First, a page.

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Wednesday, April 17, 2024

Winona Lo on what Davis means to her, following her passion and ‘going for it’

This spring, seniors reflect on their time at UC Davis and share their plans for post-grad 


By JALAN TEHRANIFAR — features@theaggie.org


This is the second story in The California Aggie’s five part series profiling seniors graduating from UC Davis this spring. Throughout the quarter, The Aggie will be speaking with seniors about their UC Davis experiences, favorite memories and plans for after graduation. 


Winona Lo is a fourth-year cinema and digital media and communication double major  from Hong Kong. Lo began her freshman year at UC Davis on the pre-veterinary track, which heavily influenced her decision to attend UC Davis.

“I used to be in pre-vet so it just made sense to come here,” Lo said. “I [also] liked the campus and aura, so I chose Davis.”

When asked what influenced her choice of studies, Lo said her parents’ wishes for her future played a major role in her decision-making.

“I always knew I wanted to do film, but my parents expected me to do medical studies, and they saw that I really liked animals so they were gunning for me to do pre-vet,” Lo said. “I personally think my parents are really wise and have good intuition, so I followed their expectations until I went full into pre-vet.”

After beginning the pre-vet track, however, Lo realized that her parent’s wishes did not align with her own passion.

“During the fall quarter of my sophomore year, I shadowed this one vet and I followed her the entire day, practicing at different farms and doing surgery on different animals, and I realized that I’m not fit for the jobs,” Lo said. 

Lo said it took time to accept that she wanted to follow her heart and pursue her dream of working in the film industry, but she eventually did switch her major to cinema and digital media. In addition to changing her major, Lo also joined two on-campus communities that aligned with her goals.

“I joined Alpha Phi Omega, which is a national service fraternity, during my freshman year,” Lo said. “During my sophomore year, I [also] joined Aggie Studios.” 

Lo also participated in research and internship opportunities during the summers of her college years that have prepared her for her post-grad life — and were fun experiences to have along the way.

“During the summer after freshman year, I did a dolphin research internship in Hong Kong,” Lo said. “During the summer after sophomore year, I shadowed on some film sets. During the summer after junior year, I went to San Diego to intern at a local news station.”

Although Lo plans to take a break after graduation, she hopes to eventually work in Los Angeles and immerse herself in Hollywood’s film industry.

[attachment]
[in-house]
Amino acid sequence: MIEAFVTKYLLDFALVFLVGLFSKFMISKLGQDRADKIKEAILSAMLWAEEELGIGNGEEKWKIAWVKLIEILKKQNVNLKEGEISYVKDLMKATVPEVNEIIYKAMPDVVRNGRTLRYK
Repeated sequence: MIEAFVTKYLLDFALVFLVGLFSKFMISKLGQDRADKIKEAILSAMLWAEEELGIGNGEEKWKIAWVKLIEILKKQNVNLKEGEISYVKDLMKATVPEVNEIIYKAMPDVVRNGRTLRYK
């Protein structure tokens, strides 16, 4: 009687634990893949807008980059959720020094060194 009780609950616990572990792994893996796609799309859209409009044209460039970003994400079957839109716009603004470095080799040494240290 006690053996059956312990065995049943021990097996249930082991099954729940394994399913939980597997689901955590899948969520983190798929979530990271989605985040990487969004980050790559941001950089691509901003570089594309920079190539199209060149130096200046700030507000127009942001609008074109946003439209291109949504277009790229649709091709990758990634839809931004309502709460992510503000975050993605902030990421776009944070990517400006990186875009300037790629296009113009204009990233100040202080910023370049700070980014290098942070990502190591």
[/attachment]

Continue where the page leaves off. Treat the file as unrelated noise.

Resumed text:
“I really want to explore more of the film industry because I feel like I don’t really know about many of the roles that exist,” Lo said. “[I want to] take some art direction classes or try to find a job in Los Angeles, which is where I want to end up in the future.”

Lo’s favorite college memory at UC Davis was actually also the day that she decided to change her major.

“I shadowed a veterinarian, and that day she asked me to help her de-horn goats that she had,” Lo said. “It was Halloween, and my whole shirt was stained with goat blood when I left. I went home […] and when I walked in my roommates freaked out. Then they were laughing at me and saying that my outfit was my Halloween costume because I looked like a serial killer.”

If Lo could go back in time and give advice to her freshman self, she would tell herself to participate more.

“Try anything and everything,” Lo said. “Also, go big or go home. I feel like you should go all out if you really like something.”

When asked what UC Davis means to her, Lo emphasized the university’s welcoming environment.

“To me, UC Davis means an encouraging place to learn, grow and develop yourself,” Lo said. “I think personally, everyone here is above-average-nice compared to the rest of the world, and this is a place where a lot of people can be comfortable trying new things out, and I think that happened to me too.”

The most important thing Lo learned during her time here is the importance of embracing who you are.

“Go with your intuition and pursue what you really want to do in life,” Lo said. “I feel like a lot of people have a natural tendency to follow the expectations of people they admire and love, but at the end of the day, it’s your life. If there’s something you really want to do with your life you should just go for it … Be shameless.”


Written by: Jalan Tehranifar — features@theaggie.org



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